"My biggest fear was for his public image because he wasn't even [a year] removed from the brawl," Williams said. "He knew it would be hard for the public to believe him."
Maryland career begins
Wells, who at 6 feet 5 can play guard or forward, was subpar in his Maryland debut against Kentucky (eight points on 2-for-12 shooting). He had learned just two days before that — based on the unusual circumstances of his Xavier dismissal — he would receive a waiver from transfer rules and be eligible to play. Wells had also considered transferring to Kentucky, among other schools. He had friends at Maryland and believed in the coaching staff.
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As the Maryland-Kentucky game arrived, Wells couldn't help but reflect on how he had survived such a trying year and was returning to his sanctuary — a basketball court. He calls Maryland his "home away from home."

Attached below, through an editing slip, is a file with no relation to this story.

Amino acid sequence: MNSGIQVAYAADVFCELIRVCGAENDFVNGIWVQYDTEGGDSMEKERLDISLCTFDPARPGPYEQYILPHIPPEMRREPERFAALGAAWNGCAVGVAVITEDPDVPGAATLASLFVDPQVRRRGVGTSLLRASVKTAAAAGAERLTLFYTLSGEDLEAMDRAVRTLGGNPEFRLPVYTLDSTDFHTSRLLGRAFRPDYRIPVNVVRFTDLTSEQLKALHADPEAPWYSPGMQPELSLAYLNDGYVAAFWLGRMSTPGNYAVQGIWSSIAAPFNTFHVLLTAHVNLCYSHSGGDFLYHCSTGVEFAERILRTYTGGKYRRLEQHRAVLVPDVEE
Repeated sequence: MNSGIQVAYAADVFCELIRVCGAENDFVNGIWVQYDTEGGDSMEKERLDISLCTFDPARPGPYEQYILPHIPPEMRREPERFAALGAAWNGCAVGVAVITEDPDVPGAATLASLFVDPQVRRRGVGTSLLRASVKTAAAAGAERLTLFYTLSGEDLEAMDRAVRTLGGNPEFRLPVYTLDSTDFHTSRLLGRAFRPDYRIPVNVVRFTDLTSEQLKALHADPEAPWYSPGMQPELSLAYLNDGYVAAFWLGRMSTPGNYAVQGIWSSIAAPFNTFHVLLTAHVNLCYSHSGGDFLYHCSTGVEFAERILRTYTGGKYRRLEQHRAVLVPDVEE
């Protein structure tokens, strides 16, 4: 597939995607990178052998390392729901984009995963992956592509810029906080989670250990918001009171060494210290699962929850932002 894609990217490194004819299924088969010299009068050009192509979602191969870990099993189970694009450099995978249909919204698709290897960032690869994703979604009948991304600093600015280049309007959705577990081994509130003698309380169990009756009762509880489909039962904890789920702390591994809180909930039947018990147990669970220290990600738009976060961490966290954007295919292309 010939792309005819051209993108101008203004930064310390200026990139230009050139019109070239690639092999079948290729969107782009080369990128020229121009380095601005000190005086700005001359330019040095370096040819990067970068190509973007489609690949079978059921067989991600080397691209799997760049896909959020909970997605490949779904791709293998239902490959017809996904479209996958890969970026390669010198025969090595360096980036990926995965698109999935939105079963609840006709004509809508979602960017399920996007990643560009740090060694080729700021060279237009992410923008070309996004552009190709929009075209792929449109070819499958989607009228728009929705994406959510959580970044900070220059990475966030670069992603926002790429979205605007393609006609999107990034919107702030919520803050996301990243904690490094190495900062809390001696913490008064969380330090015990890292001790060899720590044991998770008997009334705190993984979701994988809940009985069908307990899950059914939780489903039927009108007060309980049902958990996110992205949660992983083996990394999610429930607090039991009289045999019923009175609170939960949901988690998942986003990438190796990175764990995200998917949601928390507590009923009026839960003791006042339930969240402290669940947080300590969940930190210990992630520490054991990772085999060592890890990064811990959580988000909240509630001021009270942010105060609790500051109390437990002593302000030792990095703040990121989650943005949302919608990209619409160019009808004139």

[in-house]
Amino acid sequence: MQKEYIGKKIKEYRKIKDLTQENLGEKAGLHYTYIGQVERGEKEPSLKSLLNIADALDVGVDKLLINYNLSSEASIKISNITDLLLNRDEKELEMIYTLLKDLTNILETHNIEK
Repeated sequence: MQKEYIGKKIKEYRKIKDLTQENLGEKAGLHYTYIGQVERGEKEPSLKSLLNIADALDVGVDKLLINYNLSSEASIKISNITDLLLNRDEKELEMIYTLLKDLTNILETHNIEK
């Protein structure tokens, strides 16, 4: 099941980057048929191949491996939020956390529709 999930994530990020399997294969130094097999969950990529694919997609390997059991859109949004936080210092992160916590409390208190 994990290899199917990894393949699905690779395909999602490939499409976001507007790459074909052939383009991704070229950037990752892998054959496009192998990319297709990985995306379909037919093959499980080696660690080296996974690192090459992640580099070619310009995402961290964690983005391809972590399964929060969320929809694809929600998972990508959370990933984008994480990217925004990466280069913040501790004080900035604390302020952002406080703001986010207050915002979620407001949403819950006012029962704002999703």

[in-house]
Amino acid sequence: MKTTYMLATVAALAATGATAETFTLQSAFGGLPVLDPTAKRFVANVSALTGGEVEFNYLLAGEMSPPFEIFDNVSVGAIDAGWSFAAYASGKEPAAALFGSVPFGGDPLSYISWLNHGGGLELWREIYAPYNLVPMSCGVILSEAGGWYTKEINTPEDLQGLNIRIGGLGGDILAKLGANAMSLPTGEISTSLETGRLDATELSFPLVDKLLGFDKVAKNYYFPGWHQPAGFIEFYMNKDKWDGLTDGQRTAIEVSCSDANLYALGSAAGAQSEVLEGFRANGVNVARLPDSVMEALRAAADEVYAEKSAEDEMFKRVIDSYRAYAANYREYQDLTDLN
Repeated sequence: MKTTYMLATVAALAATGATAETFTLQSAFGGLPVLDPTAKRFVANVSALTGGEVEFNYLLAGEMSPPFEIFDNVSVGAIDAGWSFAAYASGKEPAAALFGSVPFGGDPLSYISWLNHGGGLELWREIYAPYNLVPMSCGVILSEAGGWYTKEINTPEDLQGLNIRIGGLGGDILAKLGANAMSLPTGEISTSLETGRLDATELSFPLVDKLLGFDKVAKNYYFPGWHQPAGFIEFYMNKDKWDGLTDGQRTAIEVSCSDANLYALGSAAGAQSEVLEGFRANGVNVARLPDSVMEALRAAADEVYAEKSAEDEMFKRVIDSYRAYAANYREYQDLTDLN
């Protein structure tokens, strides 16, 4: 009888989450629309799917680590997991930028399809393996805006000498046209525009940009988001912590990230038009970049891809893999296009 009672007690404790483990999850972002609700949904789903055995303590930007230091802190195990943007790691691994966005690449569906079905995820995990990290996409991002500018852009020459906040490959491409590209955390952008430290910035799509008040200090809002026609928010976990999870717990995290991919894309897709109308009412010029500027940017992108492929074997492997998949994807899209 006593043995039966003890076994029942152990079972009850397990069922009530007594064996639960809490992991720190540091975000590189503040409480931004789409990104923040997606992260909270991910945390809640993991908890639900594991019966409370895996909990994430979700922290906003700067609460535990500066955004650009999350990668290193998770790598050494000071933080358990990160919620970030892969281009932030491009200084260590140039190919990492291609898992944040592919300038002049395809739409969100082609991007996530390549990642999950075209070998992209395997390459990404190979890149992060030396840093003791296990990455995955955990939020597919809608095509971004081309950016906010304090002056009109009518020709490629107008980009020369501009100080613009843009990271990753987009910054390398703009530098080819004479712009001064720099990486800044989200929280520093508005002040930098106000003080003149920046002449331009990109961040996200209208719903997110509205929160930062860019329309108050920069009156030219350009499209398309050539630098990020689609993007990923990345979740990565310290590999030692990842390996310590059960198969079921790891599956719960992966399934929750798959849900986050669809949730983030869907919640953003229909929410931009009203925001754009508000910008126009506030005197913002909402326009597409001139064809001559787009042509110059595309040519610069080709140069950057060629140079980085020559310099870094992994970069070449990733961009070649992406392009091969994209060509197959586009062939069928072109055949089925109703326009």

When Wells embraced Turgeon before the nationally televised game, the coach "was just telling me, 'Calm down, collect your emotions and just play basketball.' That's probably the most emotion Coach Turgeon will ever see out of me besides playing basketball," Wells said.
Wells is clearly Maryland's toughest player — the one best able and most willing to take big shots on the road.
Wells has struggled occasionally after losses. He sometimes talks in a monotone and wears a faraway look, as if replaying defeats in his head. "Hates to lose," Turgeon said of Wells.
After a seven-point loss at Miami in January, Wells brooded over his two charging fouls and talked about needing to "look in the mirror" to see whether there was more he could do for the team.
At Northwestern's Welsh-Ryan Arena, Wells smiled when a reporter asked him after a Maryland victory about fans who had directed "No means no" chants at him.
After all he has endured in his college career, being heckled by fans doesn't rattle Wells.
"You have to embrace the hate that you get on the road," he said.